Last week, I did something I’d never done before. I sat on my couch and watched a documentary on television. Big whoop, you say? Well, as a POV blogger and a guy who’s always going on about how special and wonderful theatrical docs and doc film festivals are, I thought it was about time I tried to give the television-airing of a documentary similar treatment.

OK, so it wasn’t a POV doc, but I’ll get to that in a minute. And of course it wasn’t the first time I’ve ever seen a documentary on television — but it was the first time I planned out my evening around one, making a point of sitting down for the premiere of a highly-anticipated film. Last Monday, I saw Roman Polanski: Wanted and Desired on HBO. I was 16 minutes late, because I was reading a book for my kid before she fell asleep, but that was all a part of the test for myself: could I appreciate a doc on TV the same way I do in the theater?

Roman Polanski: Wanted and Desired on HBOLuckily, Roman Polanski is a great test subject because, boy, it was good. It’s expertly told, well-paced, with great archival footage and strong music. But more than anything else: great access to interview subjects who are treated fairly. Director Marina Zenovich interviews the woman with whom Polanski had sex when she was 13. Although I am not sure what everyone has been saying about how objective Zenovich has been — to me, she clearly is advocating a reassessment of the public perception of Polanski (just as, I think it’s fair to say, is the woman who was the victim of the crime). Sure, Zenovich does so without being dogmatic about it, but that’s just because she had handled the subject matter with intelligence and just the right dose of showmanship.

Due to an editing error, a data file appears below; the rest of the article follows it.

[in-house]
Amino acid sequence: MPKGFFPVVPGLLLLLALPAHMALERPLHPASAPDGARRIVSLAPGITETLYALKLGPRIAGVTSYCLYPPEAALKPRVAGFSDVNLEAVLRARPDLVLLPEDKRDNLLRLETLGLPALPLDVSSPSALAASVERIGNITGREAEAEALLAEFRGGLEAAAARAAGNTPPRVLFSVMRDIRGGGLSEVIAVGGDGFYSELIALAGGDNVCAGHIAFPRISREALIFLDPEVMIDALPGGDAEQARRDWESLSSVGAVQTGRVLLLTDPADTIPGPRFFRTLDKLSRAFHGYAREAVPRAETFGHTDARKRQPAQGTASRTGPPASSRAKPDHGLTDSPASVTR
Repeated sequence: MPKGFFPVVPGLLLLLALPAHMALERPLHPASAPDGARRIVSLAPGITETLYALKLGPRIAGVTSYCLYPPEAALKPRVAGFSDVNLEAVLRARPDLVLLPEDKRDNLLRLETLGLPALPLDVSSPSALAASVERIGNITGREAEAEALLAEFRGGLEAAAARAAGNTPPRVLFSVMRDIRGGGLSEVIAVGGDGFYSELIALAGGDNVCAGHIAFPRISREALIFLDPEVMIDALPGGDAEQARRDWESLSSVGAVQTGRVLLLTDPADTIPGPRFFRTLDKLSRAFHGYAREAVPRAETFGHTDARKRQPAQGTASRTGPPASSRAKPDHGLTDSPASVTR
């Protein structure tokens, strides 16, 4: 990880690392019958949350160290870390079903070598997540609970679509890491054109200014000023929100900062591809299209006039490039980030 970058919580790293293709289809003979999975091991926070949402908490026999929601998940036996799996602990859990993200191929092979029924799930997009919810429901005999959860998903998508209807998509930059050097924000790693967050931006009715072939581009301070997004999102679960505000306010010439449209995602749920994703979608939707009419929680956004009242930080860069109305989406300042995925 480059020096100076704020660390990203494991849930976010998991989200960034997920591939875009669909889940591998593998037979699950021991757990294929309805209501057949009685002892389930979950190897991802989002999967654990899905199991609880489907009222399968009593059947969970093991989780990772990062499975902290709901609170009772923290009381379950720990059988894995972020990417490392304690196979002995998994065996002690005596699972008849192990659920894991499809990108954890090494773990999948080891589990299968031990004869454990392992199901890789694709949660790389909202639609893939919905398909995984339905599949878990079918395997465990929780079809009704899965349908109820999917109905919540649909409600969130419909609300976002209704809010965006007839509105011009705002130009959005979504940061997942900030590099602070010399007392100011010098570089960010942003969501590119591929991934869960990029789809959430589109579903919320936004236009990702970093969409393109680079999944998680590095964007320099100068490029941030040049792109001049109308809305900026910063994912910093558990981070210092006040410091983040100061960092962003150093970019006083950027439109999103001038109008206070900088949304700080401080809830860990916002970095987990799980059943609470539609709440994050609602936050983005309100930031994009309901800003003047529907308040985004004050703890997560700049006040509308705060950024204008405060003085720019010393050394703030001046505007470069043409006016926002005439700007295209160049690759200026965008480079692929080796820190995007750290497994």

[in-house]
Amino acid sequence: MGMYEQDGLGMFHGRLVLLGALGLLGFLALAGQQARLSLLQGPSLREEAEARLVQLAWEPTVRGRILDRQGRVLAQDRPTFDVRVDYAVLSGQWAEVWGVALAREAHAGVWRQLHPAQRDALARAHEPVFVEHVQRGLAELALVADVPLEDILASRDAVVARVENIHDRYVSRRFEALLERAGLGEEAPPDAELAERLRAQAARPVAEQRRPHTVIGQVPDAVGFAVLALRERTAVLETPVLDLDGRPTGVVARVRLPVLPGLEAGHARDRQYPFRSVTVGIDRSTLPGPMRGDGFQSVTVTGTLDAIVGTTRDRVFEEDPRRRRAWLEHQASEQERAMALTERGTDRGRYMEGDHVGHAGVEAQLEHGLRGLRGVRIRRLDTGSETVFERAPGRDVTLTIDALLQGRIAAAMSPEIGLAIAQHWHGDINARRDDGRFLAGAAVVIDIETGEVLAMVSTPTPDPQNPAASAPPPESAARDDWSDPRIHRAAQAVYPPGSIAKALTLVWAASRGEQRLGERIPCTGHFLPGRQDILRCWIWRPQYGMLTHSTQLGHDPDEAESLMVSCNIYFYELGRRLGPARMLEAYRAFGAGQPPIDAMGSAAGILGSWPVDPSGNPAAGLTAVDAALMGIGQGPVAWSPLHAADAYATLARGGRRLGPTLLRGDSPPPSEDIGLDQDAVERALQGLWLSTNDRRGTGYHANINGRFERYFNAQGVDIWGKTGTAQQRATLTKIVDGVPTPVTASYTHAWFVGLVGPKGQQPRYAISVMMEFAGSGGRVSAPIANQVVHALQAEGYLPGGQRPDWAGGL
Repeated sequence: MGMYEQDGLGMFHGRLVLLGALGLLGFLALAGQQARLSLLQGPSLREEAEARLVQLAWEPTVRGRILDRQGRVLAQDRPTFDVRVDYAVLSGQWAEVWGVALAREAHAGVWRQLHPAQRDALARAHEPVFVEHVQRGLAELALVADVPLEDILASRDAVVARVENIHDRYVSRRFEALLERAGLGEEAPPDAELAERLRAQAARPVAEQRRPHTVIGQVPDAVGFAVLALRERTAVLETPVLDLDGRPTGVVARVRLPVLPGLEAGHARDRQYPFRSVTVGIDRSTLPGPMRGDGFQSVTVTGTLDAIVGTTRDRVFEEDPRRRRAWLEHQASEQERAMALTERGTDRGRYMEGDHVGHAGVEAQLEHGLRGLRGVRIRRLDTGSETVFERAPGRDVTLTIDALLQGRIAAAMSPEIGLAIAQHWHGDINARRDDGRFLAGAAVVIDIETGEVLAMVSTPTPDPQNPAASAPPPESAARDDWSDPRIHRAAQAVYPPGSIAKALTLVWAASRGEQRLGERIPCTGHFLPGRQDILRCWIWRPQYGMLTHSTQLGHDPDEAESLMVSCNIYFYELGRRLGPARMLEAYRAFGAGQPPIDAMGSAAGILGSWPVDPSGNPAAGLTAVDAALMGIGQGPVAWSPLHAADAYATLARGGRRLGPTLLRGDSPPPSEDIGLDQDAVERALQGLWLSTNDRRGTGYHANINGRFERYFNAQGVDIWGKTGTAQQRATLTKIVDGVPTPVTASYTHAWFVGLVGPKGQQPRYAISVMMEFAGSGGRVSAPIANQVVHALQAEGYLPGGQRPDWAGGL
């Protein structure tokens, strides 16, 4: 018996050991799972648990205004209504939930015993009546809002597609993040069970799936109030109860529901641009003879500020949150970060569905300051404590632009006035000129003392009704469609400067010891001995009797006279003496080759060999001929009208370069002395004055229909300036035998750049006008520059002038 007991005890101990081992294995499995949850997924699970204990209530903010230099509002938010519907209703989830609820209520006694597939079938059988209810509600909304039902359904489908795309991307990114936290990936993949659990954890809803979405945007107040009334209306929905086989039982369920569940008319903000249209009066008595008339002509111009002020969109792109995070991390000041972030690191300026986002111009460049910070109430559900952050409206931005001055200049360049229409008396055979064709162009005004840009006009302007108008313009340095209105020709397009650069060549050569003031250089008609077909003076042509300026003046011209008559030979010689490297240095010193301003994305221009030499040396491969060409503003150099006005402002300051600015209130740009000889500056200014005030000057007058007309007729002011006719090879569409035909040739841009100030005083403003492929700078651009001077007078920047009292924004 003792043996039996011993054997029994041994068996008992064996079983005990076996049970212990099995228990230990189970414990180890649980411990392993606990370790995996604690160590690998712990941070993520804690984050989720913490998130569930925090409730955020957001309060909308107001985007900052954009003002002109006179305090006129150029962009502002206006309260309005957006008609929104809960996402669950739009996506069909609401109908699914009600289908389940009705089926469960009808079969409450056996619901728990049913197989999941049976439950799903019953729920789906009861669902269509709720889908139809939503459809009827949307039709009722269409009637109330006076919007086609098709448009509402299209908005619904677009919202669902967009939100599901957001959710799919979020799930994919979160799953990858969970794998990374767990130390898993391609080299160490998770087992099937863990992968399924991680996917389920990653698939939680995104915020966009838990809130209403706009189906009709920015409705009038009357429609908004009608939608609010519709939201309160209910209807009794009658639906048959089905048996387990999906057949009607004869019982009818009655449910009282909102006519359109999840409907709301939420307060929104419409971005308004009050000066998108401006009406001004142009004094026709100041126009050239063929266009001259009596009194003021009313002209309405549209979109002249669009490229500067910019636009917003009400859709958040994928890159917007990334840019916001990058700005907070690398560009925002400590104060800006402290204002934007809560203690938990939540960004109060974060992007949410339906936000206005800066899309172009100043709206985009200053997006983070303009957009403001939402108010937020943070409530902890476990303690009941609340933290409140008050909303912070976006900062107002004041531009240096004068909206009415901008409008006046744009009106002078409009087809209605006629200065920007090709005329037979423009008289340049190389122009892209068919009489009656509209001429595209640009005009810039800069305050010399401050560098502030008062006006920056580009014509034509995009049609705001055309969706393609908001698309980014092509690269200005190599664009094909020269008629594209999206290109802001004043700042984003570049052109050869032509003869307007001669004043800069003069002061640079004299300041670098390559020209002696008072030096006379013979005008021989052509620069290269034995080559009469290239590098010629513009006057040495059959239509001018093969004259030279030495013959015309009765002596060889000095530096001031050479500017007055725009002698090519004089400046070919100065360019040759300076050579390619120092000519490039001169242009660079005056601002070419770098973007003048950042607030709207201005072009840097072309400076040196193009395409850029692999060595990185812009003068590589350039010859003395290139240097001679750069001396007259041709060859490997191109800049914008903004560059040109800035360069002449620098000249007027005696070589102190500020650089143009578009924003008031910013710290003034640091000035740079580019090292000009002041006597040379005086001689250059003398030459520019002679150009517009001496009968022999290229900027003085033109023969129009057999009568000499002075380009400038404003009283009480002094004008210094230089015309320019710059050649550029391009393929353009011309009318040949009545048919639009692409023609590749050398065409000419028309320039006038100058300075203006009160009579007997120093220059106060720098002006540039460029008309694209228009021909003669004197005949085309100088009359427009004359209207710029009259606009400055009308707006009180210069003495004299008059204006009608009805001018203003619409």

Would I have appreciated the film differently in the theater? My living room was a little too hot, and I had this constant desire to find a snack in the kitchen, but I have to admit I was riveted. I thoroughly enjoyed the experience. It would have been better, sure, if I had seen it with my wife or some friends, and we could have talked about our new opinions of Polanski (or not; but, for me, I’m finally able to embrace Polanski and all his demons and look forward to appreciating his films without that nagging sense of ambivalence). But saving the $11.50 was nice. Still, the film isn’t cinematically dazzling, nor does it have any special sound design. So, really, I felt that it was best served on the small screen.

Roman Polanski made some waves a few months back because it was dumped in a theater in L.A. and an uptown Manhattan theater for a short run so that it could be considered for an Oscar, as well as to preserve the sanctity of HBO’s television premiere. But I missed it at Sundance and I missed it during its theatrical run, because there’s just too much to see.

And that’s the real problem, isn’t it? There’s too much to see. Too many books to read to our children. Too many episodes of Top Chef to catch up on. And so we have to see what we can, when and where we can. Which is why all the various outlets: theatrical, television, DVD, Internet can serve the same complementary process of getting more eyeballs in front of docs. And so, yeah, thanks HBO and Zenovich: You’ve got me stoked to catch some docs that’ll be premiering soon on TV. And what comes first to mind? POV’s 2008 slate of new documentaries, premiering June 24th. Every Tuesday, a new doc! I’ll be writing more about the POV slate as the weeks progress. I’ll also be checking out the HBO doc slate, which airs on Mondays. So much to see…

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Tom Roston
Tom Roston is a guest columnist for POV's documentary blog. He is a former Premiere magazine senior editor, who graduated from Brown University and started his career in journalism at The Nation and then Vanity Fair. Tom's freelance work has appeared in The New York Times, The Guardian, The Los Angeles Times, The Hollywood Reporter and other publications. He has written several Kindle Singles, including the bestselling Kindle Singles Interview: Ken Burns. Tom's current list of favorite documentaries are: 1. Koyanisqaatsi by Godfrey Reggio; 2. Hoop Dreams by Steve James; 3.Stories We Tell by Sarah Polley; 4.Crumb by Terry Zwigoff; 5. Montage of Heck by Brett Morgen